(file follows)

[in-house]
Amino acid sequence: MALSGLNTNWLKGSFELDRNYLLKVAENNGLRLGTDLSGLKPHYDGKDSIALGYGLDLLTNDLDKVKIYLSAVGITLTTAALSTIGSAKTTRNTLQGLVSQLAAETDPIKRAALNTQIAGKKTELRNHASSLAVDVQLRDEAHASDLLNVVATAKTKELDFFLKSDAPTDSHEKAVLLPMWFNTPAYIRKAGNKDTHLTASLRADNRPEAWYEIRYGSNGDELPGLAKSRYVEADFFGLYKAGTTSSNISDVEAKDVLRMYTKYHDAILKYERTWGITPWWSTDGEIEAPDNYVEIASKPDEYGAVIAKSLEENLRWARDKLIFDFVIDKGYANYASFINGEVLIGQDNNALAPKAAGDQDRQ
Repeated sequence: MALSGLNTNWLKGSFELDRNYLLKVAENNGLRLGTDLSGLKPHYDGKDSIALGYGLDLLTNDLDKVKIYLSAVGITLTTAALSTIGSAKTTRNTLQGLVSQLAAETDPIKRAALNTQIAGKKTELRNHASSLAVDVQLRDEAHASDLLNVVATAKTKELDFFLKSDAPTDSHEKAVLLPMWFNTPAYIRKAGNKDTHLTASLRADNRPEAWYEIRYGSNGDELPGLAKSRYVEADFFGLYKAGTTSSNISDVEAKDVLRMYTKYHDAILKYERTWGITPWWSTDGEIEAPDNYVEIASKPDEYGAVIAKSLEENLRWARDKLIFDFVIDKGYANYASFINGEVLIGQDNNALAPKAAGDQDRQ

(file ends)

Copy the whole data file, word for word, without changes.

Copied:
[in-house]
Amino acid sequence: MALSGLNTNWLKGSFELDRNYLLKVAENNGLRLGTDLSGLKPHYDGKDSIALGYGLDLLTNDLDKVKIYLSAVGITLTTAALSTIGSAKTTRNTLQGLVSQLAAETDPIKRAALNTQIAGKKTELRNHASSLAVDVQLRDEAHASDLLNVVATAKTKELDFFLKSDAPTDSHEKAVLLPMWFNTPAYIRKAGNKDTHLTASLRADNRPEAWYEIRYGSNGDELPGLAKSRYVEADFFGLYKAGTTSSNISDVEAKDVLRMYTKYHDAILKYERTWGITPWWSTDGEIEAPDNYVEIASKPDEYGAVIAKSLEENLRWARDKLIFDFVIDKGYANYASFINGEVLIGQDNNALAPKAAGDQDRQ
Repeated sequence: MALSGLNTNWLKGSFELDRNYLLKVAENNGLRLGTDLSGLKPHYDGKDSIALGYGLDLLTNDLDKVKIYLSAVGITLTTAALSTIGSAKTTRNTLQGLVSQLAAETDPIKRAALNTQIAGKKTELRNHASSLAVDVQLRDEAHASDLLNVVATAKTKELDFFLKSDAPTDSHEKAVLLPMWFNTPAYIRKAGNKDTHLTASLRADNRPEAWYEIRYGSNGDELPGLAKSRYVEADFFGLYKAGTTSSNISDVEAKDVLRMYTKYHDAILKYERTWGITPWWSTDGEIEAPDNYVEIASKPDEYGAVIAKSLEENLRWARDKLIFDFVIDKGYANYASFINGEVLIGQDNNALAPKAAGDQDRQ